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UNC School of Social Work ranked No. 4 best graduate school for social work in the nation 

Tied for No. 2 public, No. 4 overall, UNC School of Social Work is recognized alongside a score of Carolina programs ranked Top 10 in the nation in their respective categories by the magazine.  

Months after being ranked fourth in national research and development (R&D) expenditures among R1 higher education institutions, the University of North Carolina at Chapel Hill School of Social Work earned another No. 4 ranking today.  

The School of Social Work moved up three spots in the latest U.S. News & World Report “Best Graduate Schools” rankings, rising to a tie for fourth in the nation among the 319 surveyed social work schools accredited by the Commission on Accreditation of the Council on Social Work Education.  

The School ranked No. 1 among schools of social work across the Southeast and tied for second nationally among public universities. 

Dean Ramona Denby-Brinson said being ranked second among all public university social work programs was especially meaningful due to the school’s responsibility to serve local, national and global communities. 

“Our new national ranking is exciting news,” Denby-Brinson said. “Among many measures of success, the ranking recognizes the tremendous contributions of our faculty and staff. Our MSW (Master of Social Work) program is preparing practitioners, researchers and advocates who improve life for thousands of people each day. We are honored to be recognized by our peers for the excellence displayed by our faculty in all they do.”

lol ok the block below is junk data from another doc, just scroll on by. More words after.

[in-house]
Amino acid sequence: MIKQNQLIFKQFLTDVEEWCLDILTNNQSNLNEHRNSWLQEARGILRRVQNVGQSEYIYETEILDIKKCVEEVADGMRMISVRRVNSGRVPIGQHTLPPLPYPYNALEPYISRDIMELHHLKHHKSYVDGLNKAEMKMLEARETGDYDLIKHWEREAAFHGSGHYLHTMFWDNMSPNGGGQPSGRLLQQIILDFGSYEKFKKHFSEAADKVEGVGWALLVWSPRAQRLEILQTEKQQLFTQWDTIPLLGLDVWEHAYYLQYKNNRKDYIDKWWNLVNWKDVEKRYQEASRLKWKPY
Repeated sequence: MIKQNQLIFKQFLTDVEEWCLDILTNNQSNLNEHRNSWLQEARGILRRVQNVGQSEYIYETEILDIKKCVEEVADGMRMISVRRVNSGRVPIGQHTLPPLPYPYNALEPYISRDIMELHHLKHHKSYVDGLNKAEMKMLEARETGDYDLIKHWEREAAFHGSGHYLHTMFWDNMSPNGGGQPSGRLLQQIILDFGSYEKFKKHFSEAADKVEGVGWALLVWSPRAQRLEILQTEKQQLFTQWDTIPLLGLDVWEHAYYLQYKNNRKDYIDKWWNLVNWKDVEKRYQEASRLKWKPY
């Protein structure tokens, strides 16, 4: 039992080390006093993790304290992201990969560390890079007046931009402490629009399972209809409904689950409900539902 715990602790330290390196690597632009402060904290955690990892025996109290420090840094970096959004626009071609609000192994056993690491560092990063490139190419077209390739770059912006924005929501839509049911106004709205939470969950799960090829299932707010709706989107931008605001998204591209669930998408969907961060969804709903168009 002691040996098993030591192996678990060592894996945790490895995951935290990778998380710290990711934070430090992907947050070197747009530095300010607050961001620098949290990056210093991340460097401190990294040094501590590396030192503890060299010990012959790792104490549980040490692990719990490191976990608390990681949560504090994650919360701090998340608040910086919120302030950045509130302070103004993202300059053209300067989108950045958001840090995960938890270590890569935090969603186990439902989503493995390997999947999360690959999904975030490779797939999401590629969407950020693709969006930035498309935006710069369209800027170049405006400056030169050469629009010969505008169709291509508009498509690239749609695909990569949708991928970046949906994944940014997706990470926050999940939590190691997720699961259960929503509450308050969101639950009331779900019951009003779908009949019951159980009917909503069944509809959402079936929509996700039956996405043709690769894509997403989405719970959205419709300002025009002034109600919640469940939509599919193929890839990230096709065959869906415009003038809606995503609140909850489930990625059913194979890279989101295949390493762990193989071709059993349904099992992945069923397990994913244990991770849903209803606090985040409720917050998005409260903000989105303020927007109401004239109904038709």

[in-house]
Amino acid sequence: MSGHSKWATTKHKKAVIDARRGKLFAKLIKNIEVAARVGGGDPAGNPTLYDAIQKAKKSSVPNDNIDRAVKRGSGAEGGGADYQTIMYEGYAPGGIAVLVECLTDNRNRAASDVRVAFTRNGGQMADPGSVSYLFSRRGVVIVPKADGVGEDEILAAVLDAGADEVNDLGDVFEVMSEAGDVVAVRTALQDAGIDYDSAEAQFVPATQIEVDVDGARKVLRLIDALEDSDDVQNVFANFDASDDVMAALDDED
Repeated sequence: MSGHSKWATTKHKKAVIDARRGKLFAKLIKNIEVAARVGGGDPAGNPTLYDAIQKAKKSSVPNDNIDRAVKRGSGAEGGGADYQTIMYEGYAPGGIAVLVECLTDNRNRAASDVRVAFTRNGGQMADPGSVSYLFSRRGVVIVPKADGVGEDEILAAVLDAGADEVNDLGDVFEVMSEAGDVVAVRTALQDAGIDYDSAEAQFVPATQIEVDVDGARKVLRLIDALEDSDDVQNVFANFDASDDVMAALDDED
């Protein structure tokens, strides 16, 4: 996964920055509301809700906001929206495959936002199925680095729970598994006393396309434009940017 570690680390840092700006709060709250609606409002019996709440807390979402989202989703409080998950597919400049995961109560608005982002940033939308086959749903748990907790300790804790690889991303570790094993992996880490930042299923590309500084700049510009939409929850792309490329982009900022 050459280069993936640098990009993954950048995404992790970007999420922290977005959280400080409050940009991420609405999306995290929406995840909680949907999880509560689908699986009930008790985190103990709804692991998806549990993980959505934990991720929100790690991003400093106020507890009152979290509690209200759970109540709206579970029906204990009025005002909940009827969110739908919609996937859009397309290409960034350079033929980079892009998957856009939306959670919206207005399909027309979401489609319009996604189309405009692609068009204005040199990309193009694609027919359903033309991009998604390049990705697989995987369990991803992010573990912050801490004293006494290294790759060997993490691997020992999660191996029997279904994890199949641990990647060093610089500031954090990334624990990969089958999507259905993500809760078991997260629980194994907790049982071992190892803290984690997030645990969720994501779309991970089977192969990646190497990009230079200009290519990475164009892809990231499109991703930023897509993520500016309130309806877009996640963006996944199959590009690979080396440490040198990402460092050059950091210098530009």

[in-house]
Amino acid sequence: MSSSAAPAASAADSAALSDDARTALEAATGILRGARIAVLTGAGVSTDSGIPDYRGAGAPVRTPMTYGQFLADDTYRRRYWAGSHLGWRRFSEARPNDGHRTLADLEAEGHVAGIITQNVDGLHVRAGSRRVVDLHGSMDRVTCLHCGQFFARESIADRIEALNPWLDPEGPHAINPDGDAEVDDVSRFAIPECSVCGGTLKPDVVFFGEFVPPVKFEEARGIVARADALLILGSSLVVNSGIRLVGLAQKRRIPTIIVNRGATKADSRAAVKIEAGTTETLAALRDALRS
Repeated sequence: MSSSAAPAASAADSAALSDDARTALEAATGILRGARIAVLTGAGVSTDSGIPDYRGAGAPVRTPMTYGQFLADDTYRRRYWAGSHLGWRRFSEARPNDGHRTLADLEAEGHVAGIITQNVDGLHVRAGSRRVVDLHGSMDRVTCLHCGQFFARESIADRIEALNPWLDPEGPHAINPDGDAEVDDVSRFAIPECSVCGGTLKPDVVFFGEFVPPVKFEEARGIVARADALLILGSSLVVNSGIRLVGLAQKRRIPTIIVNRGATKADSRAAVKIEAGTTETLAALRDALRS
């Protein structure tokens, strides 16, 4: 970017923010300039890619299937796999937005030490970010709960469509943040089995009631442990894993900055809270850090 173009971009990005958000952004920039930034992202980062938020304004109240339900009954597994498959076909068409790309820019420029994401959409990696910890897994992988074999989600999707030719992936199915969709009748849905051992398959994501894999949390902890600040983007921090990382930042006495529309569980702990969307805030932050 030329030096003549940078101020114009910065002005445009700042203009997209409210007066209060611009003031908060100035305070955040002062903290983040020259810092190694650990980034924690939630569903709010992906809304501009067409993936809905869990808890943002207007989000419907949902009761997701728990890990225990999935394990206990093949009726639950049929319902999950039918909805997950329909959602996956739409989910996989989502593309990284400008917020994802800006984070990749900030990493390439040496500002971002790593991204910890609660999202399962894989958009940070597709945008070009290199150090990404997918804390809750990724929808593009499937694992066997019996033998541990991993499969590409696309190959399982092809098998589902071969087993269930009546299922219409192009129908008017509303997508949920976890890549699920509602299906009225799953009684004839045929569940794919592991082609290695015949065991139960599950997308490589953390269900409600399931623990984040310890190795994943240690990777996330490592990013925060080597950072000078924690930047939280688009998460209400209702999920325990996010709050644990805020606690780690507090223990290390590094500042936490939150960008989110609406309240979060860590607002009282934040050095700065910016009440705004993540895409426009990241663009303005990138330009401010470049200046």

Executive Vice Provost Amy Locklear Hertel, a clinical assistant professor at the School, said “The UNC School of Social Work is a true asset on campus, to our state, and the globe. By drawing our attention to pressing issues of our most vulnerable populations, to developing strong communities and systems, to informing policy as well as practice, the UNC School of Social Work is preparing social service practitioners and researchers to fully ‘advance equity, transform systems, and improves lives’ — just as the School’s mission states.” 

She went on to say, “It is an honor to be a clinical faculty member in the School.” 

Since arriving at the School as dean in August 2021, Denby-Brinson worked closely with faculty, staff, students, alumni, and community partners to establish a strategic plan that helped to elevate the graduate programs, modernize the curriculum, and increase student enrollment by providing access and flexible degree offerings while using advanced learning modalities and proven pedagogical tools.  

“Our graduates are prepared to work with individuals, families and communities to solve complex problems,” Denby-Brinson said. “The practice approaches that we teach derive from the impactful research produced by our faculty. We have a strong faculty, and they are tackling entrenched issues and devising real world solutions.” 

“I’m delighted to hear this news, and to note that the School has consistently ranked in the Top 10 since 1997,” said Dean Emeritus Jack Richman.

The latest rankings were compiled based on peer assessments from administrators, deans and faculty of accredited degree programs and are compiled on a scale of one (marginal) to five (outstanding). The surveys were sent in fall 2023 and early 2024. 

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